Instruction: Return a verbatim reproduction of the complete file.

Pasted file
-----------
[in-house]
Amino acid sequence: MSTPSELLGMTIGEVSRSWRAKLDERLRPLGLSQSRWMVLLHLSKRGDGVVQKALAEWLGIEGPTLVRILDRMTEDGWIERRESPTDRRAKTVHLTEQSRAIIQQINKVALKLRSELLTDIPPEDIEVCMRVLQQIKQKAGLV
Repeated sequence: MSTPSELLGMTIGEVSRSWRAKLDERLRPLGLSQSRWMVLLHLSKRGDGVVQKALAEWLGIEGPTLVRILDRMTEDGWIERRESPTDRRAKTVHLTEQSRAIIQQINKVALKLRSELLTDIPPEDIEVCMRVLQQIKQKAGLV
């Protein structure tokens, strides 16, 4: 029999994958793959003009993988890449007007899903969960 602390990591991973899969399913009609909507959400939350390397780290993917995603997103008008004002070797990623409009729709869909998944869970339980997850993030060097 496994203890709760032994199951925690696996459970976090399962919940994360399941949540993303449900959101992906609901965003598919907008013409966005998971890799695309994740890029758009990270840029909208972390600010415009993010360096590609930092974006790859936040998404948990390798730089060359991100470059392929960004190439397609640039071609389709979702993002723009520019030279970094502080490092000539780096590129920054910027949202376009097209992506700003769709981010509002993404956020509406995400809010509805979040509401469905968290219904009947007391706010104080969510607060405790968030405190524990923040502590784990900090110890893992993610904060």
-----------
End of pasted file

[in-house]
Amino acid sequence: MSTPSELLGMTIGEVSRSWRAKLDERLRPLGLSQSRWMVLLHLSKRGDGVVQKALAEWLGIEGPTLVRILDRMTEDGWIERRESPTDRRAKTVHLTEQSRAIIQQINKVALKLRSELLTDIPPEDIEVCMRVLQQIKQKAGLV
Repeated sequence: MSTPSELLGMTIGEVSRSWRAKLDERLRPLGLSQSRWMVLLHLSKRGDGVVQKALAEWLGIEGPTLVRILDRMTEDGWIERRESPTDRRAKTVHLTEQSRAIIQQINKVALKLRSELLTDIPPEDIEVCMRVLQQIKQKAGLV
């Protein structure tokens, strides 16, 4: 029999994958793959003009993988890449007007899903969960 602390990591991973899969399913009609909507959400939350390397780290993917995603997103008008004002070797990623409009729709869909998944869970339980997850993030060097 496994203890709760032994199951925690696996459970976090399962919940994360399941949540993303449900959101992906609901965003598919907008013409966005998971890799695309994740890029758009990270840029909208972390600010415009993010360096590609930092974006790859936040998404948990390798730089060359991100470059392929960004190439397609640039071609389709979702993002723009520019030279970094502080490092000539780096590129920054910027949202376009097209992506700003769709981010509002993404956020509406995400809010509805979040509401469905968290219904009947007391706010104080969510607060405790968030405190524990923040502590784990900090110890893992993610904060």